Even though I am a big fan of my nitrogen tank, I have to admit some of the new small portable air compressors that have hit the market had me pretty intrigued. They are small, portable, battery-powered and easy to use. Many of these pumps have digital readouts where you can set the pressure, turn on the pump and go do other things on the car while pump gets your tire to your desired pressure. The DeWalt pump also has an accessory to pump up air mattresses. The one disadvantage to the DeWalt is that it does not come with a 12-volt wire to run the pump off a cigarette lighter. If your lithium ion batteries are dead, then you will not get more air.

One of the nice features of the DeWalt is you can set it and walk away. The air chuck threads onto the valve stem — you don’t have to hold it — and the pump will stop pumping once it reaches a digitally preset psi.

The DeWalt pump was easy to use and it did a lot of double duty between the race shop, the team’s trailer and at home. Bicycle tires, river tubes, air mattresses, you name it, and the DeWalt was getting used by the whole family. But for the track it was a little bit bulkier than I would prefer and it lacked hardwire power. Just like my old air tank, the DeWalt had finite abilities, once the battery died it was a useless to me.

I found this Avid Power portable air compressor on Amazon. I picked it up specifically for One Lap of America where space was extremely limited for tools during the weeklong cross-country race.

Doing some late night bench racing and tool window shopping on Amazon, I stumbled upon a small battery-powered air compressor that came with a lithium ion battery and a 12-volt hardwire supply. The crazy part about the little air compressor was that it was only $50.99. For fifty bucks I bought it out of curiosity and when it arrived I realized it was the portable air tool I had been looking for all along.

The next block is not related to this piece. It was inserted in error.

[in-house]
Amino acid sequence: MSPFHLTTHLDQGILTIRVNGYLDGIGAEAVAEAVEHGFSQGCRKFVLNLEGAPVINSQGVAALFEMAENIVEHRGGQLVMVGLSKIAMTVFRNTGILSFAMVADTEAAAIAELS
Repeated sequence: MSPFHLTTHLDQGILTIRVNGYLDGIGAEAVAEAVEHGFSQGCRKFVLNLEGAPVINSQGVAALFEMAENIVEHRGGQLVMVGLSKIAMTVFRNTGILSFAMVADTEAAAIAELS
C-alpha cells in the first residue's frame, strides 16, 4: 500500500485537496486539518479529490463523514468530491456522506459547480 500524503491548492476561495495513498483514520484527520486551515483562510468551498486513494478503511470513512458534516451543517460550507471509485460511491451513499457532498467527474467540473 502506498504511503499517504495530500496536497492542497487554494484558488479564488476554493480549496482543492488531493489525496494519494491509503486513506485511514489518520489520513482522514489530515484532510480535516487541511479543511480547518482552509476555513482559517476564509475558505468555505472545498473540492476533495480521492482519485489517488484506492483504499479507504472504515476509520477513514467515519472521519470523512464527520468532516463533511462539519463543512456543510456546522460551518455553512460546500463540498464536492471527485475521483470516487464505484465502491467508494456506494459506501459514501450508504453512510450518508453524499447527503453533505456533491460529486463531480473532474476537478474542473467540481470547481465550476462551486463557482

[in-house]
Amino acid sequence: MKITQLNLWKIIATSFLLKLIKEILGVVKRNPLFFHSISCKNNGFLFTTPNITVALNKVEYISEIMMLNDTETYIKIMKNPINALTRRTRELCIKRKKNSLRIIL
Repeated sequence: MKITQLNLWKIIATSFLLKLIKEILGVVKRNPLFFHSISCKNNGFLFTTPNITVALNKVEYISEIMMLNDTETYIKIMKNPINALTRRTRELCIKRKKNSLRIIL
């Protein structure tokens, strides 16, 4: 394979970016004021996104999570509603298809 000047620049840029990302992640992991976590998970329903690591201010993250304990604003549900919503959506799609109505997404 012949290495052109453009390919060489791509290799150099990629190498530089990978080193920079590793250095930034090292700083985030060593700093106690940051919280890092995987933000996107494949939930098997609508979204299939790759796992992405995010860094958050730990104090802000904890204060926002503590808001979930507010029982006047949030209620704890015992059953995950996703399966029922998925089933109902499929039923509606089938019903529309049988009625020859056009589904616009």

The Avid Power air compressor comes with both a lithium ion battery and a 12-volt cord for running off a car’s cigarette lighter. Options are a good thing.

The Avid Power air compressor was extremely easy to use. Set the desired pressure, hook up the air chuck and squeeze the trigger. The air compressor stands next to the tire and slowly pumps to the desired pressure. If and when the battery dies from working hard all day, I simply swap out the battery and connect the 12-volt wire to a cigarette lighter. The wire is cleverly long enough to reach every tire on the car.

Using these quick-to-access buttons you can set the desired pressure on the Avid Power pump, then click the trigger to start the air flow.

This tool turned out to be a life saver during the One Lap of America event. We had limited space inside our car for tools, Doritos and clean underwear. We certainly didn’t have room for a compressed air tank. But because we went to multiple racetracks and had long transitions between events — sometimes up to nine hours — we repeatedly needed to adjust our tire pressures from freeway driving to hardcore time-attack track driving. The little Avid Power pump worked all week long and never failed us, pumping up our Yokohama ADVAN tires and helping us earn the Economy Car class victory.

At this year’s One Lap of America, sanctioned by NASA, we used our Avid Power air pump on a daily basis to keep our tires at just the right pressure. Here you can see Stephen Young trying to stay warm and pumping up tires on an early morning in Indiana before the final skid pad event at Tire Rack’s headquarters.

Small portable air tanks or a truck bed filled with a generator and an old school air compressor, or just a bicycle pump, these were your choices 20 years ago. Now, a small battery-powered air compressor can get air in your tire at the track. Choose your own adventure, but at least have one of these options before heading to your next track day. Because having the ability to fine tune your tire pressures can make the difference between first and last.

Image courtesy of Rob Krider


  1. It’s actually $60 on Amazon right now and for the money it’s great. But the VIAIR 300P Portable Compressor – 30033 is even better. It is $171 though.